I’ve seen several recorded performances of this trick, and watched it live at least once—and yet this is the first time it dawned on me that there is no trick to this trick. (i.e., I’d bet that if you take just a moment to think about this—even if you’ve never touched a nail gun before—you can think of at least two totally different ways to modify a stock nail gun or fabricate a fako, and once you accept that the nail fun is gaffed, then there isn’t a memory trick at all, just some patter).
In fact, there’s a degree to which this trick is about the trick’s tricklessness, if you catch my meaning: It’s about delivery and panache and the fascination that comes with the risk of grievous bodily harm. It is an amped up, thoroughly Modern America version of Barnum’s wonderful(!), stupendous(!!!), incomparable(!!!) Egress.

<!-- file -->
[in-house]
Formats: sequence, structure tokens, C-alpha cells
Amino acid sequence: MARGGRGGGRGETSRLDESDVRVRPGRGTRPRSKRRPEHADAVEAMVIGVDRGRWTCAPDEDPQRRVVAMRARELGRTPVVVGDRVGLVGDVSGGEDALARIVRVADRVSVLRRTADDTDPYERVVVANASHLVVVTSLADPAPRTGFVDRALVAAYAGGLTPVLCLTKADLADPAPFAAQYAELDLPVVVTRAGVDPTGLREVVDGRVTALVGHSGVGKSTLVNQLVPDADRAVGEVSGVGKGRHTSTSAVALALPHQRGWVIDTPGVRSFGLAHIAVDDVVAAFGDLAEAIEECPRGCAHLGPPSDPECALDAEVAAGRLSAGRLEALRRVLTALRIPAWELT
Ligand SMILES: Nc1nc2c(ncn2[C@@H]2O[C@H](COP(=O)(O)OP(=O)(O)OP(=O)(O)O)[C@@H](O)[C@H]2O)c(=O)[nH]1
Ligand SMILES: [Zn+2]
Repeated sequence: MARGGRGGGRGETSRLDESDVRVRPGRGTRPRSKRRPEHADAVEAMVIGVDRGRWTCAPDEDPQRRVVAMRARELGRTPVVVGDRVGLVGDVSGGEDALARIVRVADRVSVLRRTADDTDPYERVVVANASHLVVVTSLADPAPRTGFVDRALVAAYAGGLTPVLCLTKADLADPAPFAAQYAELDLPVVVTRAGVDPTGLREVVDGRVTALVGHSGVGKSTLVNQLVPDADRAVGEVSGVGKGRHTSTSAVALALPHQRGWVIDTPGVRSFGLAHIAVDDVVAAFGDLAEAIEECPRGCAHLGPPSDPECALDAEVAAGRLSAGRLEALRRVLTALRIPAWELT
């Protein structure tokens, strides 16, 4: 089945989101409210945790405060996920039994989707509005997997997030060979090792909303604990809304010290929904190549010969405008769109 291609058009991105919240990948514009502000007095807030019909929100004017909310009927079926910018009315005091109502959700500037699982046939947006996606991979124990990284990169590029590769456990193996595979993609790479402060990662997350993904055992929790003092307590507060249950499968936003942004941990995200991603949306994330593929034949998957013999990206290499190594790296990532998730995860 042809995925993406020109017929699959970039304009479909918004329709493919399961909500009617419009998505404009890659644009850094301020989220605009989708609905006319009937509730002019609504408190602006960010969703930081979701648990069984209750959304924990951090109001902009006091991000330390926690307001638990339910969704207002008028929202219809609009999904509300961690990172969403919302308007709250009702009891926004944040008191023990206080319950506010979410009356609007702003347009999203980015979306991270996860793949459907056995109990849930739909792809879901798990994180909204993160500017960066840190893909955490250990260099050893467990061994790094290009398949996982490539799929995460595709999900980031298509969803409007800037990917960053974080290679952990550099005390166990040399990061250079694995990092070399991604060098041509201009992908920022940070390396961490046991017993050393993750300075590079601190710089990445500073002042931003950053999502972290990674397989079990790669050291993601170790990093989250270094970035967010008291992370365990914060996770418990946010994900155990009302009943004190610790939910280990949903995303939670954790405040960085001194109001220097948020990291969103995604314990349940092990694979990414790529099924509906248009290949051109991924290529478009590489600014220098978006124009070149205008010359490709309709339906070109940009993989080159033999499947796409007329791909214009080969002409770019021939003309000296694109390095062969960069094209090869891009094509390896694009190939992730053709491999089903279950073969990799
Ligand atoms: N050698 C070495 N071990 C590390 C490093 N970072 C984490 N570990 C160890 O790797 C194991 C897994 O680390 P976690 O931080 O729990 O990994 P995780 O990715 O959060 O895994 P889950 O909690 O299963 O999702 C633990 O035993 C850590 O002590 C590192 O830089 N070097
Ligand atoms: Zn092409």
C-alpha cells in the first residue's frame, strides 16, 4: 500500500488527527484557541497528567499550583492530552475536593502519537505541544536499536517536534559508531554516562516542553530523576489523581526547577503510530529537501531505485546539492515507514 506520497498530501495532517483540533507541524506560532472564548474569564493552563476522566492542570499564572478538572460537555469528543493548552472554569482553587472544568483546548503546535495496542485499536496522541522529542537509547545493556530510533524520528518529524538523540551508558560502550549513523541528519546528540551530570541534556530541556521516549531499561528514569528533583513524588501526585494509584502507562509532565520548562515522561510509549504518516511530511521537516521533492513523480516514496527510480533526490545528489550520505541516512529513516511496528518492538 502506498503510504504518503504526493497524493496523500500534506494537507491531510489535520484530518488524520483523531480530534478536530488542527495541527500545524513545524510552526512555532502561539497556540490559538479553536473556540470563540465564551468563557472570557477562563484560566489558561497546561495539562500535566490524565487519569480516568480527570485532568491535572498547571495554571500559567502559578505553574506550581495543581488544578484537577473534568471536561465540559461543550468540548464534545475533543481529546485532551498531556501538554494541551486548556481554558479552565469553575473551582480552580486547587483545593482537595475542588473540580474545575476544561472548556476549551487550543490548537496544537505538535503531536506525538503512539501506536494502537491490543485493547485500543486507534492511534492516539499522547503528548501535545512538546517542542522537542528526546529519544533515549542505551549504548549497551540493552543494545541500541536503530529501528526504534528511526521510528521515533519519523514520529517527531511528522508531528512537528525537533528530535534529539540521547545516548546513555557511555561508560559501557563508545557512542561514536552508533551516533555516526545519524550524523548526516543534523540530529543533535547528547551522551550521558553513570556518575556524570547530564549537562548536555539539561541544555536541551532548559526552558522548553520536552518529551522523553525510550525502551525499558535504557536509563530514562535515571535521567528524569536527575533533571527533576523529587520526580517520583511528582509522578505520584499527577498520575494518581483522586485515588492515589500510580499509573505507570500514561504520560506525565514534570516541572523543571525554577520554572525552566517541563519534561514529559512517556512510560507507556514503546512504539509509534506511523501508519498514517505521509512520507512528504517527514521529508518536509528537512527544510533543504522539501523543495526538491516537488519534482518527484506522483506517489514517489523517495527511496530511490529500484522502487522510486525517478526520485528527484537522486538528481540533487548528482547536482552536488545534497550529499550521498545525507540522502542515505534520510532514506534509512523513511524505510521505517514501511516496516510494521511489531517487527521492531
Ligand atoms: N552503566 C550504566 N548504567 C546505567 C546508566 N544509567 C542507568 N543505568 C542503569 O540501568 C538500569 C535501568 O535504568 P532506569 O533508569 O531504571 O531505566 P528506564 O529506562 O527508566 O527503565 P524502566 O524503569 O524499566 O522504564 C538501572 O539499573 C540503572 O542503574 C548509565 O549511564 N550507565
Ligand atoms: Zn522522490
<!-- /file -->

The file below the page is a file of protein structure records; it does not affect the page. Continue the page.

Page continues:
BONUS: Penn & Teller’s greatest of misdirections—They get you caught up on the idea of being live and doing camera tricks, thus distracting you from the obvious explanation revealed at the end—AND THE FACT THAT THEY DO USE CAMERA TRICKS!!!
 Specifically, they play with what areas of the camera frame you naturally assume are and are not accessible, and thus where you do and don’t look for them ditching “vanished” items.